Arizona Planners Eye Passenger Rail Linking Phoenix, Tucson

Passenger rail service would help provide reliable travel times in an increasingly congested region.

📅   Thu October 01, 2015 - West Edition
Paul Davenport - ASSOCIATED PRESS


Plans call for extensions to a light rail system that extends from northwest Phoenix through downtown to Tempe and Mesa, while Tucson has a trolley system that links downtown with the University of Arizona campus.
Plans call for extensions to a light rail system that extends from northwest Phoenix through downtown to Tempe and Mesa, while Tucson has a trolley system that links downtown with the University of Arizona campus.

PHOENIX (AP) State transportation planners who studied multiple options for proposed passenger train service between Phoenix and Tucson are recommending one that would follow largely existing freight railroad tracks and serve both Sky Harbor International Airport in Phoenix and downtown Tucson.

A draft environmental impact statement released by the Arizona Department of Transportation recommends routing passenger trains generally along existing Union Pacific Corp. tracks north of Eloy in southern Pinal County and along UP tracks and Interstate 10 between Eloy and Tucson.

It also envisions possible future extensions from downtown Tucson to Tucson International Airport and from central Phoenix to locations west and northwest of downtown.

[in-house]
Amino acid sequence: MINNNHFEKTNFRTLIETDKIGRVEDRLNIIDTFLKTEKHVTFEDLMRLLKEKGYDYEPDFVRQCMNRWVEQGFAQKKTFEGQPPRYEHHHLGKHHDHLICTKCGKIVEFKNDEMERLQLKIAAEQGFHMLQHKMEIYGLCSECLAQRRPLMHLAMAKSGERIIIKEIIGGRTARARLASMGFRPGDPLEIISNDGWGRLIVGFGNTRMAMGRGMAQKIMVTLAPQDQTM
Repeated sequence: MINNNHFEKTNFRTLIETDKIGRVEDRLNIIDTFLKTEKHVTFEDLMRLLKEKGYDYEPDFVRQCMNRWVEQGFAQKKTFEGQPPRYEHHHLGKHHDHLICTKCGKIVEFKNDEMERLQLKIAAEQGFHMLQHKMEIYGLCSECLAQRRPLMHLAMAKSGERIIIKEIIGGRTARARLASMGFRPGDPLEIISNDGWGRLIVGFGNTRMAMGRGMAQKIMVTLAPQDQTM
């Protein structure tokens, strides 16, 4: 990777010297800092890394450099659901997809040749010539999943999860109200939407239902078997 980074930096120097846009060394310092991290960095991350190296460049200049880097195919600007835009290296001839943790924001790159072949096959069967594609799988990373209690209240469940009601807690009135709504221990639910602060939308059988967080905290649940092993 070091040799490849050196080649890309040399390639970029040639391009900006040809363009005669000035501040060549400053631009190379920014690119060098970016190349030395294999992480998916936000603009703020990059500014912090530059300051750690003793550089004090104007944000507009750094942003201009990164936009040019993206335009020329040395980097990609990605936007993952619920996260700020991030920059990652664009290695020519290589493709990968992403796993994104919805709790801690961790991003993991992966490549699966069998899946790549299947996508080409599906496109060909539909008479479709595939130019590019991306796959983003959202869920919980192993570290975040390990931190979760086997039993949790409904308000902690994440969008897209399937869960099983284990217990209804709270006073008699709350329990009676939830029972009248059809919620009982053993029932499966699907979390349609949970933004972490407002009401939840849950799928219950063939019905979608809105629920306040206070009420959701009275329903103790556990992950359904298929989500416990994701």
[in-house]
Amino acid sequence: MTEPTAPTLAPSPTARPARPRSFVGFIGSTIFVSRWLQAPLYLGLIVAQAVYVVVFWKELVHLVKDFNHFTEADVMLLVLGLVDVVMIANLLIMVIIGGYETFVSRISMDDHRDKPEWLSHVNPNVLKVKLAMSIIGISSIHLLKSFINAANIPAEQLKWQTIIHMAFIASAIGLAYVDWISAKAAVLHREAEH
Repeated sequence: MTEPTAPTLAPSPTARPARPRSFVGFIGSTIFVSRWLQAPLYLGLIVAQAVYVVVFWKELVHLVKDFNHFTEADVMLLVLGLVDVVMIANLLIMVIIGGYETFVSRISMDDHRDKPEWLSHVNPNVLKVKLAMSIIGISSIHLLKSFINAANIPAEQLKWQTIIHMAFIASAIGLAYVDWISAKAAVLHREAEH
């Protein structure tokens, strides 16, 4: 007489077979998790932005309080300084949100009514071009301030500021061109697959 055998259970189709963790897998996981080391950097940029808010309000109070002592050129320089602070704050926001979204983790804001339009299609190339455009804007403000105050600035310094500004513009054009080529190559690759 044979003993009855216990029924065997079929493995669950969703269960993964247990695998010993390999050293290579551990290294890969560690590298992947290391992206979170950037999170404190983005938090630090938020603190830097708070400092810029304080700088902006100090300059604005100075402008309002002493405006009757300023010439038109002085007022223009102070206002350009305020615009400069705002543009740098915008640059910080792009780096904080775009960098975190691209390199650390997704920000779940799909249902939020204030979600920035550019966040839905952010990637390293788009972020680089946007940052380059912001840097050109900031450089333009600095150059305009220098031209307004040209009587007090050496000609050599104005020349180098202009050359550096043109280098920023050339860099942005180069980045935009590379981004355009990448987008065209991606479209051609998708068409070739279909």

Other options studied by the transportation department at various times during a planning process that has already lasted four years included routing the proposed passenger service through the city of Maricopa or the Gila River Indian Community, both south of Phoenix or along the Superstition Freeway in the Tempe-Mesa area.

The recommended option had cost and performance advantages, the document said.

Passenger rail service would help provide reliable travel times “in an increasingly congested region that currently affords few transportation alternatives to the automobile,’’ according to the transportation department document.

The department said the recommended option calls for a blend of express service with few stops between Phoenix and Tucson and local service with stops in several additional communities along the way.

Apart from continuation of the formal planning process, the long-term future of the project is uncertain.

The department noted that there currently is no construction timetable and that no funding has been identified for the recommended option’s projected $4.5 billion cost.

“It will be up to the public and policymakers to decide if the project is feasible and how to generate the funding to pay for the project,’’ the transportation department said in a statement announcing the release of the draft statement.

The department said it will hold public hearings on the document in Phoenix, Tucson and Coolidge and accept written comments.

Passenger rail service in Arizona is currently limited in the state’s largest metro areas.

Plans call for extensions to a light rail system that extends from northwest Phoenix through downtown to Tempe and Mesa, while Tucson has a trolley system that links downtown with the University of Arizona campus.

Amtrak, the federal government’s passenger rail system, currently only provides limited service in southern and central Arizona, with an interstate route that includes stops in Tucson, Maricopa and Yuma and Maricopa but not Phoenix.

A different Amtrak route serves Flagstaff, Kingman and Winslow in northern Arizona.